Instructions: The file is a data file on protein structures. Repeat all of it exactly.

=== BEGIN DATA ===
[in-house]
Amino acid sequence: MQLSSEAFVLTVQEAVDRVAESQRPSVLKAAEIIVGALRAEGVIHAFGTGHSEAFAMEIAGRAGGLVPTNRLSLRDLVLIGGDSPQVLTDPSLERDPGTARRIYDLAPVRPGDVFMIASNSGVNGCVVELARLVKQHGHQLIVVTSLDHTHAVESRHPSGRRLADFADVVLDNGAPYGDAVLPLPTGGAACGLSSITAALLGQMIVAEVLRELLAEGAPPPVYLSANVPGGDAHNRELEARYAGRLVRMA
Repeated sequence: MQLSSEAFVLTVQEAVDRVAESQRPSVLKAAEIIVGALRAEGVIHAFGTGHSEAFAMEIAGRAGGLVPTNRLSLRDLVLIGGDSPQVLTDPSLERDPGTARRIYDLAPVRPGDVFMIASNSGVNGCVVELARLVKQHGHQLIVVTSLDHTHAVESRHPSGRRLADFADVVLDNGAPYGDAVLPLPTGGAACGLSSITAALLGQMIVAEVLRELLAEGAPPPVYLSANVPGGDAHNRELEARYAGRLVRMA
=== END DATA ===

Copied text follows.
[in-house]
Amino acid sequence: MQLSSEAFVLTVQEAVDRVAESQRPSVLKAAEIIVGALRAEGVIHAFGTGHSEAFAMEIAGRAGGLVPTNRLSLRDLVLIGGDSPQVLTDPSLERDPGTARRIYDLAPVRPGDVFMIASNSGVNGCVVELARLVKQHGHQLIVVTSLDHTHAVESRHPSGRRLADFADVVLDNGAPYGDAVLPLPTGGAACGLSSITAALLGQMIVAEVLRELLAEGAPPPVYLSANVPGGDAHNRELEARYAGRLVRMA
Repeated sequence: MQLSSEAFVLTVQEAVDRVAESQRPSVLKAAEIIVGALRAEGVIHAFGTGHSEAFAMEIAGRAGGLVPTNRLSLRDLVLIGGDSPQVLTDPSLERDPGTARRIYDLAPVRPGDVFMIASNSGVNGCVVELARLVKQHGHQLIVVTSLDHTHAVESRHPSGRRLADFADVVLDNGAPYGDAVLPLPTGGAACGLSSITAALLGQMIVAEVLRELLAEGAPPPVYLSANVPGGDAHNRELEARYAGRLVRMA